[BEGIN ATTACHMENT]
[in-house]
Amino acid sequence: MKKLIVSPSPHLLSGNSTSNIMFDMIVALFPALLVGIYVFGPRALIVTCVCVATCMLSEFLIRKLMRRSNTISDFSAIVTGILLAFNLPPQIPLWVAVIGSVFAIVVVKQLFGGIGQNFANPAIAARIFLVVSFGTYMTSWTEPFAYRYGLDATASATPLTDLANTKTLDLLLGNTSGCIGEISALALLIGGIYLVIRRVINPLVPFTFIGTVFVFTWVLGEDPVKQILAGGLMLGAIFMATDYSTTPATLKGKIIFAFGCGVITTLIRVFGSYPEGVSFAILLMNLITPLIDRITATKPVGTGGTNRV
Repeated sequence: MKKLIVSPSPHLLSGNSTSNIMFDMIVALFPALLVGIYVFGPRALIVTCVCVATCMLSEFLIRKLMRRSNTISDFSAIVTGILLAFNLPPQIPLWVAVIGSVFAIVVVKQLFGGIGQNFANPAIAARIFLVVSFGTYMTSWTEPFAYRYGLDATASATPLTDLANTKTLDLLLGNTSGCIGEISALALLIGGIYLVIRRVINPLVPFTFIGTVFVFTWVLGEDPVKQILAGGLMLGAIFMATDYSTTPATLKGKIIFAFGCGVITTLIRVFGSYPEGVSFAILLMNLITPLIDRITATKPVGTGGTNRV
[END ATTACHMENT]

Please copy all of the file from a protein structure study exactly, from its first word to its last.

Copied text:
[in-house]
Amino acid sequence: MKKLIVSPSPHLLSGNSTSNIMFDMIVALFPALLVGIYVFGPRALIVTCVCVATCMLSEFLIRKLMRRSNTISDFSAIVTGILLAFNLPPQIPLWVAVIGSVFAIVVVKQLFGGIGQNFANPAIAARIFLVVSFGTYMTSWTEPFAYRYGLDATASATPLTDLANTKTLDLLLGNTSGCIGEISALALLIGGIYLVIRRVINPLVPFTFIGTVFVFTWVLGEDPVKQILAGGLMLGAIFMATDYSTTPATLKGKIIFAFGCGVITTLIRVFGSYPEGVSFAILLMNLITPLIDRITATKPVGTGGTNRV
Repeated sequence: MKKLIVSPSPHLLSGNSTSNIMFDMIVALFPALLVGIYVFGPRALIVTCVCVATCMLSEFLIRKLMRRSNTISDFSAIVTGILLAFNLPPQIPLWVAVIGSVFAIVVVKQLFGGIGQNFANPAIAARIFLVVSFGTYMTSWTEPFAYRYGLDATASATPLTDLANTKTLDLLLGNTSGCIGEISALALLIGGIYLVIRRVINPLVPFTFIGTVFVFTWVLGEDPVKQILAGGLMLGAIFMATDYSTTPATLKGKIIFAFGCGVITTLIRVFGSYPEGVSFAILLMNLITPLIDRITATKPVGTGGTNRV